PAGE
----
I believe I am in the majority who support the Central Provident Fund (CPF) and would even want to put in more money, especially into my Special Account.
My reasons are:
The rates exceed those offered for bank deposits; and
I wish to gain the benefits of compounding interest.
But some people lack financial education or discipline.
The moment a lump sum is withdrawn, it usually goes to consumption. Once these finances are drained, they complain that it is too expensive to live in Singapore.
The Government is launching MediShield Life. This is very important, especially for retirees as medical bills are one of the biggest expenses for most of them.
I am sure our Government will continue to improve social policies and CPF returns but it is a fact that it cannot please everyone.
The maximum contribution limit to CPF is $30,600 a year. It is not a lot, considering that one does not hit the limit the moment one starts working.
It has been reported that many who have used the CPF Investment Scheme (CPFIS) were worse off than if they had left their money in the CPF.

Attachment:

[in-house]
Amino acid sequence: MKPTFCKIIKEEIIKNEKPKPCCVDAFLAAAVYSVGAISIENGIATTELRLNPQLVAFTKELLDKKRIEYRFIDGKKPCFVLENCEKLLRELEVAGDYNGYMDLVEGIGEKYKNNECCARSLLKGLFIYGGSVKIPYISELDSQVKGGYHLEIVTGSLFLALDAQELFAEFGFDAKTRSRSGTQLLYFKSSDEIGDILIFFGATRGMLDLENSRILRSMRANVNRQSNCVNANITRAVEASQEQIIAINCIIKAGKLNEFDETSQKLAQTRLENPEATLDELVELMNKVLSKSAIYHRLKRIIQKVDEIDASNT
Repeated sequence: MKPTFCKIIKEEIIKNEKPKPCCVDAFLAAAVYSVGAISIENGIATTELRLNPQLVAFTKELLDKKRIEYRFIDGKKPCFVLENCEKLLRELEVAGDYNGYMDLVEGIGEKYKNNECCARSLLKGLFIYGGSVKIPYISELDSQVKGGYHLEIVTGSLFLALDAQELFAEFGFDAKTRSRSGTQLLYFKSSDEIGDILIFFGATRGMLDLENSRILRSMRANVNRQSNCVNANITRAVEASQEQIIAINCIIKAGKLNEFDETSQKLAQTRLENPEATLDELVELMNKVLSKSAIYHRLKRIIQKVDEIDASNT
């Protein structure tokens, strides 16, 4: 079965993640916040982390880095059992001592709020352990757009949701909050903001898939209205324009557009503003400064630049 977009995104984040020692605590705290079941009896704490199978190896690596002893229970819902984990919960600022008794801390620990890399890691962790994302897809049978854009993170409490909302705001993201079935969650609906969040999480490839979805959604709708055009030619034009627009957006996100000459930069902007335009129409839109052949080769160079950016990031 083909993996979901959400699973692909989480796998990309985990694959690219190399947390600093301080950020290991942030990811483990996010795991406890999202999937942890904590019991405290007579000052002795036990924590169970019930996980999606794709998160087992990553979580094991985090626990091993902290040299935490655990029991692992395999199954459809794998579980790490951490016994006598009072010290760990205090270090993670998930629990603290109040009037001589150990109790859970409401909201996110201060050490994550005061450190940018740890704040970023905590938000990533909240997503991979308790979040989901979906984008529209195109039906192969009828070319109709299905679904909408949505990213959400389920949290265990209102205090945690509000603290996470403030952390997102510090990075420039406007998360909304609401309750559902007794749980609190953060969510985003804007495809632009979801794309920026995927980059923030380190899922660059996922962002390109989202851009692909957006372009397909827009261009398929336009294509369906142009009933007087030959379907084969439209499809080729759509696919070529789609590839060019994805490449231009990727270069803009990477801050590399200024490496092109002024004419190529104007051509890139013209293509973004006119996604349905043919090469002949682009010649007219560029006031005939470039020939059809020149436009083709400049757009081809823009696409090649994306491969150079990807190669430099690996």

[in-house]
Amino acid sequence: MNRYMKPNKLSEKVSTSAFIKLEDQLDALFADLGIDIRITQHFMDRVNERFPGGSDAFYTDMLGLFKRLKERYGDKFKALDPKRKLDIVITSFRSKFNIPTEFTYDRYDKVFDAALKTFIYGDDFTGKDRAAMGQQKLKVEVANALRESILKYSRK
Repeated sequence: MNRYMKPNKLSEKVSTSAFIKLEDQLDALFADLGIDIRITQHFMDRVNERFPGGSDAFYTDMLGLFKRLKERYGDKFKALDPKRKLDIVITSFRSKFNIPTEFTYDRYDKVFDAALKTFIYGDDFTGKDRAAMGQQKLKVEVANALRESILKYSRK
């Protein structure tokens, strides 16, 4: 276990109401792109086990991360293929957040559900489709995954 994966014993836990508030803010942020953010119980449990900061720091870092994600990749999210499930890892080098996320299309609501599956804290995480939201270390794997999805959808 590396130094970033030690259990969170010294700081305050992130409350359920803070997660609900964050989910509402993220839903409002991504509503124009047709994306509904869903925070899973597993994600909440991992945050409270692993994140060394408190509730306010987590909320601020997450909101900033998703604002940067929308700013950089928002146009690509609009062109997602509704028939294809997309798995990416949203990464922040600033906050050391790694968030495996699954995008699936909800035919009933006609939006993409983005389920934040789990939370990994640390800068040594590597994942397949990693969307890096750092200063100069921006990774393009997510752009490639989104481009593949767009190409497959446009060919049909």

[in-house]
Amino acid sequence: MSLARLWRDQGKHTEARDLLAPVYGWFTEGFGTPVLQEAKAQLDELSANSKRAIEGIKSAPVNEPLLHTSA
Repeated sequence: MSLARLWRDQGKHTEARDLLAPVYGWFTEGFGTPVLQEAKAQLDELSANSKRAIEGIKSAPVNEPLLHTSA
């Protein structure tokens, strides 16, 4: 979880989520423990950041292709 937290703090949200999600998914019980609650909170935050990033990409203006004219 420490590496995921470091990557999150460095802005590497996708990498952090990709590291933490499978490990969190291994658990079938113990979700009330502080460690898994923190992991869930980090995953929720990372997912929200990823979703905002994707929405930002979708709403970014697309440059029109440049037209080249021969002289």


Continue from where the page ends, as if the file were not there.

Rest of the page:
It is better not to allow such wide-ranging stocks and unit trusts under the CPFIS.
CPF is a basic safety net with a generous risk-free return. I suggest that the Government:
Increase the CPF Ordinary Wage ceiling from the current $5,000 per month;
Go back to the 20 per cent contribution for both employer and employee;
Increase the maximum CPF contribution from $30,600 a year; and
Increase the current maximum contribution to the Supplementary Retirement Scheme (SRS) from $12,750 a year.
The SRS is a good tool for those who are serious about retirement planning. It was set up for those who want to complement their CPF savings.
But I fail to understand the current cap on annual SRS contributions.
Perhaps if an account holder can meet the current CPF Minimum Sum before the age of 55 through larger contributions, complemented by a tweak in CPF returns or CPF Life payouts and SRS enhancements, we can reduce the number of complaints about living expenses.
Choong Ju Liang
This article was first published on June 16, 2014.
Get a copy of The Straits Times or go to straitstimes.com for more stories.